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Tomato plant growing on a trellis
  • Summer can heat up the garden. When it's hot out, water in the early morning. You'll use less water and your plants will be able to drink throughout the day.
  • Add mulch to help conserve water in the soil. Mulch can be wood chips, leaves, plastic or any material that covers the soil.
  • Monitor tomatoes and squash for leaf diseases like powdery mildew. Plants need air flow between them to help prevent mildew.
  • Fertilize plants to help them grow strong and increase their production.  As vegetables grow, they remove nutrients from the soil. Adding nutrients back into the soil helps plants grow strong and produce more. Deciding on what fertilizer to use can be overwhelming because there are so many choices. Fertilizers have three numbers representing the nutrients nitrogen, phosphorus and potassium (N-P-K). For example, you might see 24-8-16, 8-12-16 or 4-4-4. Use one with low numbers such as 4-4-4 to provide enough nutrients without overdoing it. Too much fertilizer can be toxic to plants and harm the environment. It also wastes money. Always follow package directions when using fertilizer.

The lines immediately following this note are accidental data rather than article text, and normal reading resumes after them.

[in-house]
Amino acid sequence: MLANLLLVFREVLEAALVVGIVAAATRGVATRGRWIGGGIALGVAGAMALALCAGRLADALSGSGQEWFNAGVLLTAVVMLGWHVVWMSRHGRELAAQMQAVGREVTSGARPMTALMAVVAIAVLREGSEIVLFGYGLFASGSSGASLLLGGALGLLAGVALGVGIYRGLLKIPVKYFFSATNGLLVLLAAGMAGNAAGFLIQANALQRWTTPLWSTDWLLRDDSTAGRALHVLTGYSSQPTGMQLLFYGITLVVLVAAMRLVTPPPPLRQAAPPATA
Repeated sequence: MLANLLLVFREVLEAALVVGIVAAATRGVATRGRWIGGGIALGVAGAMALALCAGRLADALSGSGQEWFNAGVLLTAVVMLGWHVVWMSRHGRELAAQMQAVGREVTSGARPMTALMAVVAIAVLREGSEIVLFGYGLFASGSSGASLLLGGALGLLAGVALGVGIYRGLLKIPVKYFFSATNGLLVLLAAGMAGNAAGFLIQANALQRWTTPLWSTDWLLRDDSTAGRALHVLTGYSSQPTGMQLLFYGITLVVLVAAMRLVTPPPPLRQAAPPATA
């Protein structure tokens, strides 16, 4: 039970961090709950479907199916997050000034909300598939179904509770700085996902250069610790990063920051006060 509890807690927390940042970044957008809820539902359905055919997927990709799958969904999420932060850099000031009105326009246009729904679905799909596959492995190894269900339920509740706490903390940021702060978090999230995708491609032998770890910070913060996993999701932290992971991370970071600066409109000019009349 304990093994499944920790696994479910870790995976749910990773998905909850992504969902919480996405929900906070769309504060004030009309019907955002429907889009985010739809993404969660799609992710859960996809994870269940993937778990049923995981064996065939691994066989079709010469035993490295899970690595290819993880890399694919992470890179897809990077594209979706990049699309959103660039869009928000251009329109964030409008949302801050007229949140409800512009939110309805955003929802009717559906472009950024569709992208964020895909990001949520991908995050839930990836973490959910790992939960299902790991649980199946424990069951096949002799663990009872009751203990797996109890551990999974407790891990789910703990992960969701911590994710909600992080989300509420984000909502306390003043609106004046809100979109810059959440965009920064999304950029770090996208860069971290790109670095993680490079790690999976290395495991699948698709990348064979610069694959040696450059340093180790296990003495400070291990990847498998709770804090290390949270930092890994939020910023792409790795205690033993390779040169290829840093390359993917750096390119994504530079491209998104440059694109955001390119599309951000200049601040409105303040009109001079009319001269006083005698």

• Extend the gardening season: July is a great time for starting fall crops like broccoli, kale, beans, carrots and peas.
Kids Can!
Show kids how to harvest above-ground vegetables. Teach them to cut, twist or pinch. Never pull!
Where is your garden?
Oregon has four growing regions. Choose vegetable varieties and planting dates suitable to the growing conditions in your area:
Garden Zones Map
  1. Oregon coast: cool, long season of 190 to 250 days.
  2. Western valleys: 150 to 250-day season; warm days, cool nights; length of season varies year to year.
  3. High elevations: short growing season of 90 to 120 days; frost can occur during any month.
  4. Columbia and Snake River valleys: 120 to 200-day season; hot days, warm nights; length of season fairly well defined.


June / July / August